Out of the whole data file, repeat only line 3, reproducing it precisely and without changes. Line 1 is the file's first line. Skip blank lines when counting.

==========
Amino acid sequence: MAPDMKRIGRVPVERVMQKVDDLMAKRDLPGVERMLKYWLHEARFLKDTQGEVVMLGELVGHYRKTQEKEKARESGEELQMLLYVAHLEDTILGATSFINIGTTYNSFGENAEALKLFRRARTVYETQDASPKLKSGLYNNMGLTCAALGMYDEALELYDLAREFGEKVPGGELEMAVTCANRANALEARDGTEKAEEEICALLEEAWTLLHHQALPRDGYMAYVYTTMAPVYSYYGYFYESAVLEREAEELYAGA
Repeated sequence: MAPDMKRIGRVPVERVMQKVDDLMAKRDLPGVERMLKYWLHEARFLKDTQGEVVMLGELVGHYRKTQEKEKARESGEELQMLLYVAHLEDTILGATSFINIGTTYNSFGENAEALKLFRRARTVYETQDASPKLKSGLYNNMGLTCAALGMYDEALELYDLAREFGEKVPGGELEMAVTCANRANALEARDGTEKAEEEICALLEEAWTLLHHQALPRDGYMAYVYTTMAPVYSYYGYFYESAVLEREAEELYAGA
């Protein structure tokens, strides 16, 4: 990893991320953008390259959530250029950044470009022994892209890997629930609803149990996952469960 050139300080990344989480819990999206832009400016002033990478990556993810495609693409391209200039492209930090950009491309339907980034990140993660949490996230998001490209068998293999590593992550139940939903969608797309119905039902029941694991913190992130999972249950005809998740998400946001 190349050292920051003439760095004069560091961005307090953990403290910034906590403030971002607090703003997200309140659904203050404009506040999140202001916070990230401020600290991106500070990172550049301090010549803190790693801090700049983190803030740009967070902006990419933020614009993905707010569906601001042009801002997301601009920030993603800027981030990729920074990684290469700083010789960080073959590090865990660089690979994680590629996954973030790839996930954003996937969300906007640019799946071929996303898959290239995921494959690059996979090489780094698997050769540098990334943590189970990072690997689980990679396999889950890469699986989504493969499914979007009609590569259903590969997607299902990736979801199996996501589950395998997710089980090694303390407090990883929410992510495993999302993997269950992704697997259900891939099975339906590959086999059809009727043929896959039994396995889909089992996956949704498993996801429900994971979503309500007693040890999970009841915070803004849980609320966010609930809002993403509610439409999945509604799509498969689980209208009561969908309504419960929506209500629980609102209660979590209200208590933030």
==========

């Protein structure tokens, strides 16, 4: 990893991320953008390259959530250029950044470009022994892209890997629930609803149990996952469960 050139300080990344989480819990999206832009400016002033990478990556993810495609693409391209200039492209930090950009491309339907980034990140993660949490996230998001490209068998293999590593992550139940939903969608797309119905039902029941694991913190992130999972249950005809998740998400946001 190349050292920051003439760095004069560091961005307090953990403290910034906590403030971002607090703003997200309140659904203050404009506040999140202001916070990230401020600290991106500070990172550049301090010549803190790693801090700049983190803030740009967070902006990419933020614009993905707010569906601001042009801002997301601009920030993603800027981030990729920074990684290469700083010789960080073959590090865990660089690979994680590629996954973030790839996930954003996937969300906007640019799946071929996303898959290239995921494959690059996979090489780094698997050769540098990334943590189970990072690997689980990679396999889950890469699986989504493969499914979007009609590569259903590969997607299902990736979801199996996501589950395998997710089980090694303390407090990883929410992510495993999302993997269950992704697997259900891939099975339906590959086999059809009727043929896959039994396995889909089992996956949704498993996801429900994971979503309500007693040890999970009841915070803004849980609320966010609930809002993403509610439409999945509604799509498969689980209208009561969908309504419960929506209500629980609102209660979590209200208590933030």